Don’t let Business Reorganisation harm customer relations


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It was announced this week that to ensure that the company hits its diversity and inclusion targets BT (British Telecom) was to reduce staff and move many jobs from rural districts to city centres. But will these changes have a positive or negative effect on customers and how will BT know? This follows a pattern of a number of large companies and organisations virtue signalling their alignment with fashionable ideas of diversity and inclusion undergoing organisational changes that neither improve efficiency or profitability but which often have a negative effect on the customer who ultimately provide the financial income.

“Change” is the only constant. Whether considering the states of the universe, weather patterns, or ecological systems, all are in a state of continuous change and development where even the rate of change changes, creating very dynamic systems.

Business and commerce generally are similarly dynamic in their evolution and change. New market opportunities arise as others decline, resulting from the continual alteration and development of customer’s needs and desires, driven by fashion, economics and technology.

Businesses must therefore modify and develop their organizations, to match their capabilities with customer requirements, in a cost effective manner to maximize their profits.

The objective of every business is to continually produce and maximize profits for the long-term benefit of owners, staff and customers. For the manager of commercial operations, the objective is to maximize profitable income, sustainable for the long term while minimizing costs and the use of assets. But in order to achieve this, business may need to adapt their organization and operations in order to maintain and increase their profitable income.

More often than not, organizational change in businesses is driven by a perceived need to cut costs, often usually resulting from reduced profit. But profits come from income, so reorganising to cut costs may not be the answer when failures in customer satisfaction, a decline in demand or increased competitor activity may be the underlying cause.
While recognising that business organizations need to change and develop, to meet the changing circumstances and conditions of their markets, it is important to understand that the way such changes are made may have far reaching and unforeseen consequences.

Before embarking on change it is therefore important to establish why it should be necessary, what it is intended to achieve, and how it will benefit the organization. Is the requirement for radical process or evolutionary development? Experience shows that evolutionary development is generally more effective than the radical answer, which should rarely be used and almost as a last resort, as it frequently produces confusion, inefficiency and demoralization.

Changes in organization and operations are intended to produce consequences which may be, more efficient, cheaper, cost effective and ultimately more profitable business.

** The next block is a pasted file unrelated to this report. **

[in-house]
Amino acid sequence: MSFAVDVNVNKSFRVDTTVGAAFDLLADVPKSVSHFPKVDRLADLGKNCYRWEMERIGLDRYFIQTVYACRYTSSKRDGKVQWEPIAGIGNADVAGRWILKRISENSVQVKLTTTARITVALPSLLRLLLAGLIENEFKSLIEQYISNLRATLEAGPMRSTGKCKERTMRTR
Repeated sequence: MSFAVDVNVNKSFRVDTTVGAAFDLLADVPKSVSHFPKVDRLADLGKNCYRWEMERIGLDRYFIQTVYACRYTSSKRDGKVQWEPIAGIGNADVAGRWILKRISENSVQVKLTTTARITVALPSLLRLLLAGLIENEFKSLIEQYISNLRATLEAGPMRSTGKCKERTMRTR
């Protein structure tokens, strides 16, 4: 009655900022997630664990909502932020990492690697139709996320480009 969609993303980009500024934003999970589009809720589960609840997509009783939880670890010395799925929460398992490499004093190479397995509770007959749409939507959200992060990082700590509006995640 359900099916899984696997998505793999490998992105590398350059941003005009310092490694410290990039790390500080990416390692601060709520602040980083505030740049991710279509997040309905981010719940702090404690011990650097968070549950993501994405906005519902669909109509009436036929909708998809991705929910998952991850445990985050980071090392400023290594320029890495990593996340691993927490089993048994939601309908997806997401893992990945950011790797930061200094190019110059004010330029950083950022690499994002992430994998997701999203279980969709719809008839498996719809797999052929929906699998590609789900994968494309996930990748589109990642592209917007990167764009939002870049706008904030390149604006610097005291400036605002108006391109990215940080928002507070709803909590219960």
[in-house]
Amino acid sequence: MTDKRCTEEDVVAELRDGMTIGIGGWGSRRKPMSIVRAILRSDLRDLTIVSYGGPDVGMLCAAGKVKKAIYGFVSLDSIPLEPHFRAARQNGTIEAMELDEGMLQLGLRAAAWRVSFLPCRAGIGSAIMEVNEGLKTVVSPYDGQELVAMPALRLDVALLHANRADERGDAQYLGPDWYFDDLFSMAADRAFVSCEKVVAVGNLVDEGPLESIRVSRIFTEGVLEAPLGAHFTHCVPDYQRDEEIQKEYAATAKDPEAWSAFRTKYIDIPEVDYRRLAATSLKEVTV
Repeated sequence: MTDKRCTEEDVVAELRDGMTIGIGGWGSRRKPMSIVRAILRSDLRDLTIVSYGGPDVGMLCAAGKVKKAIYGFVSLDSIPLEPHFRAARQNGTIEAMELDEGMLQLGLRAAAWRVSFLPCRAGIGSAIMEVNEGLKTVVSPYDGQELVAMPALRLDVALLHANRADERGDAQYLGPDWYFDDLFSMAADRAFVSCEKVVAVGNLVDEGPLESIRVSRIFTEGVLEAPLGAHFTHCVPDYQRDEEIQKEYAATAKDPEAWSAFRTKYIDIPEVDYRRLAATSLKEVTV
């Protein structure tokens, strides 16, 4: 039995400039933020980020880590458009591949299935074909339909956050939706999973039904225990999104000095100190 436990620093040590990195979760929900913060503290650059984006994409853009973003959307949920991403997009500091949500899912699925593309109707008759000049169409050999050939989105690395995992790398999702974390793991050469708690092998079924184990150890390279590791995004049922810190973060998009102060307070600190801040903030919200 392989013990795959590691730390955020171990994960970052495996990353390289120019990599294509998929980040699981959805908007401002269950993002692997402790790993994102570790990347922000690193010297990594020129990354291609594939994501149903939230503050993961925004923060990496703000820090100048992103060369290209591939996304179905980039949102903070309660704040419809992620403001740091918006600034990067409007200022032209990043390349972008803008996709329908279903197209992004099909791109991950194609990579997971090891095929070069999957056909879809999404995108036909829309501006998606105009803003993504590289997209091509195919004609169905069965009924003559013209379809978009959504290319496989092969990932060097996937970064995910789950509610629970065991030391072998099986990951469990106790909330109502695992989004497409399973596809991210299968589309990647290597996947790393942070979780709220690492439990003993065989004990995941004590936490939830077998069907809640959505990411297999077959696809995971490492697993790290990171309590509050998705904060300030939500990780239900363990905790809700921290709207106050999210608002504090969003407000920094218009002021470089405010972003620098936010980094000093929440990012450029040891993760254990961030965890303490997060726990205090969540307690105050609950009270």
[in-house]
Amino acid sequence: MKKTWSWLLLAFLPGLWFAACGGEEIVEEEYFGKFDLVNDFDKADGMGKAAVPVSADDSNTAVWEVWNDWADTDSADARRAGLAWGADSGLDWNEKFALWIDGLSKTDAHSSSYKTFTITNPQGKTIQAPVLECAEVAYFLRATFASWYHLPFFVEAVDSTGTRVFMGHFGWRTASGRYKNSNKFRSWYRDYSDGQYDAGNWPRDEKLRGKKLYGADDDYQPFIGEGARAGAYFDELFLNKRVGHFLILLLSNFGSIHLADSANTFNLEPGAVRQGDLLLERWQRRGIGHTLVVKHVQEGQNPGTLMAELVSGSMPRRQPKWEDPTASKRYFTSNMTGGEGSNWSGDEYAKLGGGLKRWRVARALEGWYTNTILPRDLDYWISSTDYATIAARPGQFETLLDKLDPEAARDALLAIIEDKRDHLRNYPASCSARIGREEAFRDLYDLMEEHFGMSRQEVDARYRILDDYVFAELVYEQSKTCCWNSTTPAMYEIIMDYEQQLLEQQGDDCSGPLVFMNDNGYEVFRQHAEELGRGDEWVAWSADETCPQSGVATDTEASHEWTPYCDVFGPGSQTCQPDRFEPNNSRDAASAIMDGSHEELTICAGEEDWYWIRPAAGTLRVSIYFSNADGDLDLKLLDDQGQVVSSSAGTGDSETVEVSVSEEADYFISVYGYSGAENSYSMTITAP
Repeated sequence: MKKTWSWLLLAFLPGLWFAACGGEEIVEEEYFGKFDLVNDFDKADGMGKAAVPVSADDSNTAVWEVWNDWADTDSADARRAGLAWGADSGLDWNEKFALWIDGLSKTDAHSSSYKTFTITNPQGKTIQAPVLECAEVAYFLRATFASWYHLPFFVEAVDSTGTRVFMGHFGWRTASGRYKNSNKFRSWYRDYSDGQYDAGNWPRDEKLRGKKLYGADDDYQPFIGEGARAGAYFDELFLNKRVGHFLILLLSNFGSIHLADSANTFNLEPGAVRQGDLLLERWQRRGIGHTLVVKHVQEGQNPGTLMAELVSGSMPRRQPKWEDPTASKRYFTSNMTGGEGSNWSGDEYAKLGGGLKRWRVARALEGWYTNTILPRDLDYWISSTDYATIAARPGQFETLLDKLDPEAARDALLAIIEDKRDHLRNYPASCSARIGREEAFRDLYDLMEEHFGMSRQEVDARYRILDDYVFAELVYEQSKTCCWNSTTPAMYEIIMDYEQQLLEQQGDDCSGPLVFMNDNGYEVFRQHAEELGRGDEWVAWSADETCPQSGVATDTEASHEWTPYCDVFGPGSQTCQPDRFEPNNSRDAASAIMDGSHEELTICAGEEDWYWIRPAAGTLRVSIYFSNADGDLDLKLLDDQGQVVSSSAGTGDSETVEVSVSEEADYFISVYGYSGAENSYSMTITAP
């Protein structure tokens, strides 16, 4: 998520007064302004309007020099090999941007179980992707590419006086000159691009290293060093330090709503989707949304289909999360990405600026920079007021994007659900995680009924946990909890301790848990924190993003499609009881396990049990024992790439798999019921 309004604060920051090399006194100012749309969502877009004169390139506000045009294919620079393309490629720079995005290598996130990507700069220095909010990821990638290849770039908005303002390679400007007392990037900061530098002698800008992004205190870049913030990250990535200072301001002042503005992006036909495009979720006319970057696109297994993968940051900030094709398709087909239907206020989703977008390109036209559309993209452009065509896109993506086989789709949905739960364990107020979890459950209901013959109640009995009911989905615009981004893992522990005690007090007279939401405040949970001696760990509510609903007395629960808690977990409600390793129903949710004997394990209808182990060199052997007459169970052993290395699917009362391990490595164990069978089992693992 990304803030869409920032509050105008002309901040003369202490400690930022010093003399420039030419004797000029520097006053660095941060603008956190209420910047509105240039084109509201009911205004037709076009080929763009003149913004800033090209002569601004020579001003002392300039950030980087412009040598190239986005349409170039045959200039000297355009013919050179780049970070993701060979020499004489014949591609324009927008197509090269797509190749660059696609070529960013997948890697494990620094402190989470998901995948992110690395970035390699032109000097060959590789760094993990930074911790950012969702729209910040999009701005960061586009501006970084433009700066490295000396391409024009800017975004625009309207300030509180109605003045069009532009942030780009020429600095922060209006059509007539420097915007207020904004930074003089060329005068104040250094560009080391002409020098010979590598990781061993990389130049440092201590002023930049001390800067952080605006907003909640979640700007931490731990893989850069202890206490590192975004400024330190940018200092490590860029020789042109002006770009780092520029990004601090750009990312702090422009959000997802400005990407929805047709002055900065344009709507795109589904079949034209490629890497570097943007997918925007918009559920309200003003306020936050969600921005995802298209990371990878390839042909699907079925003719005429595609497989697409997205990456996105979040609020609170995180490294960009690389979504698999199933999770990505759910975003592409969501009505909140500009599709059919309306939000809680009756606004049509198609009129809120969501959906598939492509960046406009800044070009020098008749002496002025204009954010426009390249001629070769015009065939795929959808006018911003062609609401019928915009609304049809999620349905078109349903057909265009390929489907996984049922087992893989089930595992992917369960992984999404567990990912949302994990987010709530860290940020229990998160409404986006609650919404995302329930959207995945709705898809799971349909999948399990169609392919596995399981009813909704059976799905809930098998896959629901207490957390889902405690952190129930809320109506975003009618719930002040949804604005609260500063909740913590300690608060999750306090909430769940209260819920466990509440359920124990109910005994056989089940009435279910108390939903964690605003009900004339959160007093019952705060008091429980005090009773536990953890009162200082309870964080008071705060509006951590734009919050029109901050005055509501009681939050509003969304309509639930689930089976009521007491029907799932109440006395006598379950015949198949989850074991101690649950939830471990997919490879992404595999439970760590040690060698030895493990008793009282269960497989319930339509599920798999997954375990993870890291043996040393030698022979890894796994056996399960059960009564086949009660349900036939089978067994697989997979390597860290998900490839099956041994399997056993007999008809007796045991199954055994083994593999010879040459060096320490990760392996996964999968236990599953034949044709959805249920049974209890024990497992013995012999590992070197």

However, the most important consideration is how such changes will affect the customer.
It should be remembered that alterations to a business’s operations and organization may be disadvantageous to the customer, which in a competitive market may result in reduced demand and thus reduced income. At the same time, any change in a business organization and operation may provide opportunities to increase market penetration and increase income. Any adverse effects on customers and their demand resulting from changes to a business’s organization and operations must be avoided or minimised. Therefore, before commencing structural or operational change, Commercial managers need to ask:

  • How will this change affect the customers?
  • Will the customers perceive the change as beneficial or detrimental to them?
  • What will be the positive consequences of the change?
  • What will be the negative consequences of the change?
  • Can the results of the changes be quantified?
  • If not quantifiable how are the benefits to be measured?
  • How much will the changes cost in time and money?
  • Who will benefit from the changes?

Only when these questions have been satisfactorily answered should organizational and operational changes be considered. When they are, the objectives should be clearly understood and ideally the results should be quantifiable. “Best practice” suggests that as far as possible, staff should be encouraged to suggest where changes and improvements can be made, as they are often better placed to know how these may be made and more likely to implement them successfully.

Change and development are essential if businesses are to continue to prosper for their long –term future. But change and development must not be made at the expense of the customer, and as far as possible, should aim to increase customer satisfaction in order to maintain and increase profitable income.

While companies need to make profit to justify their existence, they make it by providing products and services that the customers want to buy. When companies make changes that are perceived by the customer to have adverse effect on the product or service they seek, they will go elsewhere and take their money with them.

© N.C.Watkis, Contract Marketing Service 27 Sep 23

Nicholas Watkis, AE MA DipM CMC FCIM
Nicholas Watkis set up Contract Marketing Service in 1981, providing professional interim marketing management for a wide variety of businesses. Over 30 years practical experience in organizations, large and small, national and international, led to the development of Business Performance Maximized specialist in marketing performance measurement.


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